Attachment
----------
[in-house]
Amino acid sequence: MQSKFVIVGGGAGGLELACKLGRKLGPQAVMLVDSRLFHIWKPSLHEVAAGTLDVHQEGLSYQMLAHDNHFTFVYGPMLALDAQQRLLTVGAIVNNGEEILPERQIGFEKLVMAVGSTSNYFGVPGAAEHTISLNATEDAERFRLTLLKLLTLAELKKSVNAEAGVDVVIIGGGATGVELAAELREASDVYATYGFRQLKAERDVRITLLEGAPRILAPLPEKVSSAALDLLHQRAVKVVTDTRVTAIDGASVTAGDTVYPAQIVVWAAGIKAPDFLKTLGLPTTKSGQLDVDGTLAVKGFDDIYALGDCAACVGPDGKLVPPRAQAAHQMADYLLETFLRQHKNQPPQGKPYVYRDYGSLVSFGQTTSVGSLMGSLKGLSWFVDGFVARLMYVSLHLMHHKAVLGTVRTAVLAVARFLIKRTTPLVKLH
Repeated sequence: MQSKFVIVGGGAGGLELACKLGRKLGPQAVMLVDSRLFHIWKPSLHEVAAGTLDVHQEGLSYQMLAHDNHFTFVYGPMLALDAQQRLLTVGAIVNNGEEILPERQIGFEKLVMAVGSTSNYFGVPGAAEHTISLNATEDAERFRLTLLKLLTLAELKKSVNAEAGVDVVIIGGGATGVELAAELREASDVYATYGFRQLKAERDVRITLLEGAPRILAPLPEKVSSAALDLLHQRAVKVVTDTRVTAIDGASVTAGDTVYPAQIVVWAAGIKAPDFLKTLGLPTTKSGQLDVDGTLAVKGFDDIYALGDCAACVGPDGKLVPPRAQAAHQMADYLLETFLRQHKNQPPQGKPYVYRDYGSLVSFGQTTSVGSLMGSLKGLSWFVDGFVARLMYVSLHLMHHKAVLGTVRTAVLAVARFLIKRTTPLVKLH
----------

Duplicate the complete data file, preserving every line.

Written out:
[in-house]
Amino acid sequence: MQSKFVIVGGGAGGLELACKLGRKLGPQAVMLVDSRLFHIWKPSLHEVAAGTLDVHQEGLSYQMLAHDNHFTFVYGPMLALDAQQRLLTVGAIVNNGEEILPERQIGFEKLVMAVGSTSNYFGVPGAAEHTISLNATEDAERFRLTLLKLLTLAELKKSVNAEAGVDVVIIGGGATGVELAAELREASDVYATYGFRQLKAERDVRITLLEGAPRILAPLPEKVSSAALDLLHQRAVKVVTDTRVTAIDGASVTAGDTVYPAQIVVWAAGIKAPDFLKTLGLPTTKSGQLDVDGTLAVKGFDDIYALGDCAACVGPDGKLVPPRAQAAHQMADYLLETFLRQHKNQPPQGKPYVYRDYGSLVSFGQTTSVGSLMGSLKGLSWFVDGFVARLMYVSLHLMHHKAVLGTVRTAVLAVARFLIKRTTPLVKLH
Repeated sequence: MQSKFVIVGGGAGGLELACKLGRKLGPQAVMLVDSRLFHIWKPSLHEVAAGTLDVHQEGLSYQMLAHDNHFTFVYGPMLALDAQQRLLTVGAIVNNGEEILPERQIGFEKLVMAVGSTSNYFGVPGAAEHTISLNATEDAERFRLTLLKLLTLAELKKSVNAEAGVDVVIIGGGATGVELAAELREASDVYATYGFRQLKAERDVRITLLEGAPRILAPLPEKVSSAALDLLHQRAVKVVTDTRVTAIDGASVTAGDTVYPAQIVVWAAGIKAPDFLKTLGLPTTKSGQLDVDGTLAVKGFDDIYALGDCAACVGPDGKLVPPRAQAAHQMADYLLETFLRQHKNQPPQGKPYVYRDYGSLVSFGQTTSVGSLMGSLKGLSWFVDGFVARLMYVSLHLMHHKAVLGTVRTAVLAVARFLIKRTTPLVKLH